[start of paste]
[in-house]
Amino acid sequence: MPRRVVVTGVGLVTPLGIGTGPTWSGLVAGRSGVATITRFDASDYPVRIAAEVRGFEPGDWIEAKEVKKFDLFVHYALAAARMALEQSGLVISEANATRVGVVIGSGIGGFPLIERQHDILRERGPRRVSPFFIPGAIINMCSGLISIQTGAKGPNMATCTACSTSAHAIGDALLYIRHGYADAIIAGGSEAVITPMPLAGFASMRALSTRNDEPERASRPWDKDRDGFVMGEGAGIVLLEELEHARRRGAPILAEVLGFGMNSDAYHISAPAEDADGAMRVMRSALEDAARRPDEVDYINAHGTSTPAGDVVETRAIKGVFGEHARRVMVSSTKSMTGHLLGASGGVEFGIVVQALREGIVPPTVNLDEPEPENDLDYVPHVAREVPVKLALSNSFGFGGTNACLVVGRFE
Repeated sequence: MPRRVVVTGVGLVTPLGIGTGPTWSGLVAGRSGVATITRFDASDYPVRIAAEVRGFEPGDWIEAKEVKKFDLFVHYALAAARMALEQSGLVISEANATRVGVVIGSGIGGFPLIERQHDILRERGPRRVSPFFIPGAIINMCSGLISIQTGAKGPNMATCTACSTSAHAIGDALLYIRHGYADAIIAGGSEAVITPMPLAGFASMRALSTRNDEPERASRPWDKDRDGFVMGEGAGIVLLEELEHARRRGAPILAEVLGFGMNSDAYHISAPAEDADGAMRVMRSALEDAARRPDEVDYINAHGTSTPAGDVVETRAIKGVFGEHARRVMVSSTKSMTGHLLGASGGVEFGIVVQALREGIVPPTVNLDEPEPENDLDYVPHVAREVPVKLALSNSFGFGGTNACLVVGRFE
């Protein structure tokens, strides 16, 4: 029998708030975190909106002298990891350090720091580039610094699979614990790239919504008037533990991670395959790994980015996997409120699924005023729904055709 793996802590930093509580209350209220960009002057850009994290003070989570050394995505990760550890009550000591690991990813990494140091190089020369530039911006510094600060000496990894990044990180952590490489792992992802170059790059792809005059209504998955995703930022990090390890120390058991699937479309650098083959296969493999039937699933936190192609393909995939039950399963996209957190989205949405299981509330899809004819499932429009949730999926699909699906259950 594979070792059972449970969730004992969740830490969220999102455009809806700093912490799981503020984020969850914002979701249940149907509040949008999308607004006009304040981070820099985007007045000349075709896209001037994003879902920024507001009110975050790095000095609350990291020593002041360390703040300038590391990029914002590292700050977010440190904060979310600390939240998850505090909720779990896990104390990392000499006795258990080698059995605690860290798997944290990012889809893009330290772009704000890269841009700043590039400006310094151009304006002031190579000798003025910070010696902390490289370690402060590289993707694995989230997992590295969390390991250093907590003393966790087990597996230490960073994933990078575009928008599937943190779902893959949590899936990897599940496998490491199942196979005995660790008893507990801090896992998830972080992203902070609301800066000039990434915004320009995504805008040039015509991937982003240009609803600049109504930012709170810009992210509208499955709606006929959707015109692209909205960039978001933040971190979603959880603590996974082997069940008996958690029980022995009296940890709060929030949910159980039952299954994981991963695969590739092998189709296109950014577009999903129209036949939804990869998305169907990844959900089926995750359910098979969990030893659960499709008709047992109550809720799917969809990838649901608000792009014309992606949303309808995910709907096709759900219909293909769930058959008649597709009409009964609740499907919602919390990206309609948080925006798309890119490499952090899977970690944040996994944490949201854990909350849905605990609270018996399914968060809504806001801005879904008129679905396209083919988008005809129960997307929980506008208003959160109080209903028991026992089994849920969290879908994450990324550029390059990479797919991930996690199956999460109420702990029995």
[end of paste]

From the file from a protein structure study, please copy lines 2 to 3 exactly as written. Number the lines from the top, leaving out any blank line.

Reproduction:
Amino acid sequence: MPRRVVVTGVGLVTPLGIGTGPTWSGLVAGRSGVATITRFDASDYPVRIAAEVRGFEPGDWIEAKEVKKFDLFVHYALAAARMALEQSGLVISEANATRVGVVIGSGIGGFPLIERQHDILRERGPRRVSPFFIPGAIINMCSGLISIQTGAKGPNMATCTACSTSAHAIGDALLYIRHGYADAIIAGGSEAVITPMPLAGFASMRALSTRNDEPERASRPWDKDRDGFVMGEGAGIVLLEELEHARRRGAPILAEVLGFGMNSDAYHISAPAEDADGAMRVMRSALEDAARRPDEVDYINAHGTSTPAGDVVETRAIKGVFGEHARRVMVSSTKSMTGHLLGASGGVEFGIVVQALREGIVPPTVNLDEPEPENDLDYVPHVAREVPVKLALSNSFGFGGTNACLVVGRFE
Repeated sequence: MPRRVVVTGVGLVTPLGIGTGPTWSGLVAGRSGVATITRFDASDYPVRIAAEVRGFEPGDWIEAKEVKKFDLFVHYALAAARMALEQSGLVISEANATRVGVVIGSGIGGFPLIERQHDILRERGPRRVSPFFIPGAIINMCSGLISIQTGAKGPNMATCTACSTSAHAIGDALLYIRHGYADAIIAGGSEAVITPMPLAGFASMRALSTRNDEPERASRPWDKDRDGFVMGEGAGIVLLEELEHARRRGAPILAEVLGFGMNSDAYHISAPAEDADGAMRVMRSALEDAARRPDEVDYINAHGTSTPAGDVVETRAIKGVFGEHARRVMVSSTKSMTGHLLGASGGVEFGIVVQALREGIVPPTVNLDEPEPENDLDYVPHVAREVPVKLALSNSFGFGGTNACLVVGRFE